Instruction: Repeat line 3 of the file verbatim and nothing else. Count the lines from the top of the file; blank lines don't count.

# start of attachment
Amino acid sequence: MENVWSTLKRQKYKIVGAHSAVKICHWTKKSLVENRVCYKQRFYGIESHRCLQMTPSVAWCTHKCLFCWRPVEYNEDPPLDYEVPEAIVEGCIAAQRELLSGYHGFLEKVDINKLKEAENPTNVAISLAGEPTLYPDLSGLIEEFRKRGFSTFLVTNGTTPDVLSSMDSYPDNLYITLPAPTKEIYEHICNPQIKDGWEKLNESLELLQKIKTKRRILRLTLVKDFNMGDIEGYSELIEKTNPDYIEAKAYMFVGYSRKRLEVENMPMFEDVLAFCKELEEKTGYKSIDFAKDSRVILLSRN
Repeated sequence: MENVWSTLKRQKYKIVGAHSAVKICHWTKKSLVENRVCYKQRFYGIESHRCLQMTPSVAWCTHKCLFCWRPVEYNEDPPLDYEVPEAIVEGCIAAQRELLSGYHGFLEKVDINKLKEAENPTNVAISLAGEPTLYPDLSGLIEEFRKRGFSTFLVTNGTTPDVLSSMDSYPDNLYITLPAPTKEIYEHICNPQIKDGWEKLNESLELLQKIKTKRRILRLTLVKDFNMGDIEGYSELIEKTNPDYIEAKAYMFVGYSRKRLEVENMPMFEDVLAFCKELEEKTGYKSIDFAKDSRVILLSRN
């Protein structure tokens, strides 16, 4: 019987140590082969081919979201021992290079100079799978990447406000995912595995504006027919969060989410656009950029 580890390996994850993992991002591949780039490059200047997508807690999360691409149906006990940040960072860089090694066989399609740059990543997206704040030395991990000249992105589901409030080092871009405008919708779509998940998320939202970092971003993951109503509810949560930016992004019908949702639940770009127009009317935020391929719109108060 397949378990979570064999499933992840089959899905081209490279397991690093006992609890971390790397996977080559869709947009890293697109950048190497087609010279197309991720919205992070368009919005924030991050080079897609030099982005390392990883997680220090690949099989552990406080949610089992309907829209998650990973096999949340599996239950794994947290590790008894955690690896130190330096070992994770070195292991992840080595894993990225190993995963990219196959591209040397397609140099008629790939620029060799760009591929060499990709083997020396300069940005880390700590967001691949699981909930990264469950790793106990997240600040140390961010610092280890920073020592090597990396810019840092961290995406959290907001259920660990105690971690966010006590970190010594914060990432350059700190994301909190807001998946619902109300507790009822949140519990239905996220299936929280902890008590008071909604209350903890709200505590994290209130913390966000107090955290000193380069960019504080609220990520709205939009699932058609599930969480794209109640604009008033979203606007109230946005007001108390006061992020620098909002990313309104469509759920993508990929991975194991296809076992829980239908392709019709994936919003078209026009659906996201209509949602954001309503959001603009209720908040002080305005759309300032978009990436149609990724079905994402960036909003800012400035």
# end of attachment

């Protein structure tokens, strides 16, 4: 019987140590082969081919979201021992290079100079799978990447406000995912595995504006027919969060989410656009950029 580890390996994850993992991002591949780039490059200047997508807690999360691409149906006990940040960072860089090694066989399609740059990543997206704040030395991990000249992105589901409030080092871009405008919708779509998940998320939202970092971003993951109503509810949560930016992004019908949702639940770009127009009317935020391929719109108060 397949378990979570064999499933992840089959899905081209490279397991690093006992609890971390790397996977080559869709947009890293697109950048190497087609010279197309991720919205992070368009919005924030991050080079897609030099982005390392990883997680220090690949099989552990406080949610089992309907829209998650990973096999949340599996239950794994947290590790008894955690690896130190330096070992994770070195292991992840080595894993990225190993995963990219196959591209040397397609140099008629790939620029060799760009591929060499990709083997020396300069940005880390700590967001691949699981909930990264469950790793106990997240600040140390961010610092280890920073020592090597990396810019840092961290995406959290907001259920660990105690971690966010006590970190010594914060990432350059700190994301909190807001998946619902109300507790009822949140519990239905996220299936929280902890008590008071909604209350903890709200505590994290209130913390966000107090955290000193380069960019504080609220990520709205939009699932058609599930969480794209109640604009008033979203606007109230946005007001108390006061992020620098909002990313309104469509759920993508990929991975194991296809076992829980239908392709019709994936919003078209026009659906996201209509949602954001309503959001603009209720908040002080305005759309300032978009990436149609990724079905994402960036909003800012400035």